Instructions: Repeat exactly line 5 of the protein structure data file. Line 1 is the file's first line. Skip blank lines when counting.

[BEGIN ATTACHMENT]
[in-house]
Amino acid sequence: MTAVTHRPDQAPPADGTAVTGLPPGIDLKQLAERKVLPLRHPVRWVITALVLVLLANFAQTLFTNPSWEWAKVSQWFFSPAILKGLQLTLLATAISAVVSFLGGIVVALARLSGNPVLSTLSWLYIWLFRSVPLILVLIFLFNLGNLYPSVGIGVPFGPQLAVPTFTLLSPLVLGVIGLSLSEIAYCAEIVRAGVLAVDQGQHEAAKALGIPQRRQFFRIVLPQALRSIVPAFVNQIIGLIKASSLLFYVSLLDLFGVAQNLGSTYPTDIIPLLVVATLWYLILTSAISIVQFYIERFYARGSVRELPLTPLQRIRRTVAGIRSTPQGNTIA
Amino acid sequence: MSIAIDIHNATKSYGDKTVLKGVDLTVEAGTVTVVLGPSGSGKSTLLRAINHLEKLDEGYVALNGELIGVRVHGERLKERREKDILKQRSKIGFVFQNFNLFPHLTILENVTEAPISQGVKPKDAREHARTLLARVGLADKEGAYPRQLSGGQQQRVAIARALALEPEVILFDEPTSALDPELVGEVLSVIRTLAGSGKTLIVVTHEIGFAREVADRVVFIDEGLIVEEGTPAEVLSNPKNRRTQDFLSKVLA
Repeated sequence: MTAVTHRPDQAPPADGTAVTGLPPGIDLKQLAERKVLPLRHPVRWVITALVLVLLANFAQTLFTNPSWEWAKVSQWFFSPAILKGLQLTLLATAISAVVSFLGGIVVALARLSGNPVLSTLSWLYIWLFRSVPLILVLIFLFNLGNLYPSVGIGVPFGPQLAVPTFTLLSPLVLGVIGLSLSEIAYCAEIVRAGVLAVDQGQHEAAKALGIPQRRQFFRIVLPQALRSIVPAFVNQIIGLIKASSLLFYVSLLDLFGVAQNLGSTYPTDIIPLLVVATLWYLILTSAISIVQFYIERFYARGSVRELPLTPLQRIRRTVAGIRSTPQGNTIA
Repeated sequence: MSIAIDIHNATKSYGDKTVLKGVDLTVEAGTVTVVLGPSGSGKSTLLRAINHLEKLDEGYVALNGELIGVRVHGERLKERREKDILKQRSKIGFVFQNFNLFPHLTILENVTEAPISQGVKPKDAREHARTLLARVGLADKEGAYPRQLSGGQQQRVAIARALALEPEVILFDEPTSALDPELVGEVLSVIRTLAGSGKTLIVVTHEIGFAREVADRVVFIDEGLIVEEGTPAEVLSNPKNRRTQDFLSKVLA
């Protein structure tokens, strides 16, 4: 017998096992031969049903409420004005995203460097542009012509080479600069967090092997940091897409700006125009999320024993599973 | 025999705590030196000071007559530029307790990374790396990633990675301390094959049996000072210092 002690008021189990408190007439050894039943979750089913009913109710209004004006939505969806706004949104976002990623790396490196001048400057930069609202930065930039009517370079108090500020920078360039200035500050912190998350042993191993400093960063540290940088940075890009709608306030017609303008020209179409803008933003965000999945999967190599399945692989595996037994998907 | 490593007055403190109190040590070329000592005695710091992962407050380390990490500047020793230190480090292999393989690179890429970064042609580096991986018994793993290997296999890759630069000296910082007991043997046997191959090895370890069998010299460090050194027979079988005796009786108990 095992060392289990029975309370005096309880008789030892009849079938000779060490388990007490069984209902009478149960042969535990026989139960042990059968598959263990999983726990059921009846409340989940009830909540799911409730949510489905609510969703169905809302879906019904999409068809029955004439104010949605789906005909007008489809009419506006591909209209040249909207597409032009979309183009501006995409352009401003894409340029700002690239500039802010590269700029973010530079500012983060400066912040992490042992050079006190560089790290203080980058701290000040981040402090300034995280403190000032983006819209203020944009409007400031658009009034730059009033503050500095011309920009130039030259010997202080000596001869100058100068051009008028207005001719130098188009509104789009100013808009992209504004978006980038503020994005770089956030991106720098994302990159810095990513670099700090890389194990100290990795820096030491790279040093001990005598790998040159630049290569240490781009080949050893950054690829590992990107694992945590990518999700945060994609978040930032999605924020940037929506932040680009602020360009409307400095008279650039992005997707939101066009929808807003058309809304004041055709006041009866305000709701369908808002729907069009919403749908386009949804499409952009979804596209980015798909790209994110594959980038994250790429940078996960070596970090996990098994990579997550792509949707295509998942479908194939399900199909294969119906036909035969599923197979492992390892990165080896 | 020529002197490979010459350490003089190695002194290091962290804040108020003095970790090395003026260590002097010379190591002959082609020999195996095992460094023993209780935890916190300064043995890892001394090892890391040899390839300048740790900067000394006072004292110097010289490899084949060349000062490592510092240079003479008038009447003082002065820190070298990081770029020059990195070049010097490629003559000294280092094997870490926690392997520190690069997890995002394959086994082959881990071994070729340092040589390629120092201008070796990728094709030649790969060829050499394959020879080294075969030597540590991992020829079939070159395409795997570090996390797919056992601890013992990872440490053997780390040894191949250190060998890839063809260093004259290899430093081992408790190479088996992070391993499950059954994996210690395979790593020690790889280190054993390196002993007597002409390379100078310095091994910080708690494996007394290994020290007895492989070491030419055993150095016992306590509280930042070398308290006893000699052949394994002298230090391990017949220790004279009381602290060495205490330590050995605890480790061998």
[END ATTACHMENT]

Repeated sequence: MSIAIDIHNATKSYGDKTVLKGVDLTVEAGTVTVVLGPSGSGKSTLLRAINHLEKLDEGYVALNGELIGVRVHGERLKERREKDILKQRSKIGFVFQNFNLFPHLTILENVTEAPISQGVKPKDAREHARTLLARVGLADKEGAYPRQLSGGQQQRVAIARALALEPEVILFDEPTSALDPELVGEVLSVIRTLAGSGKTLIVVTHEIGFAREVADRVVFIDEGLIVEEGTPAEVLSNPKNRRTQDFLSKVLA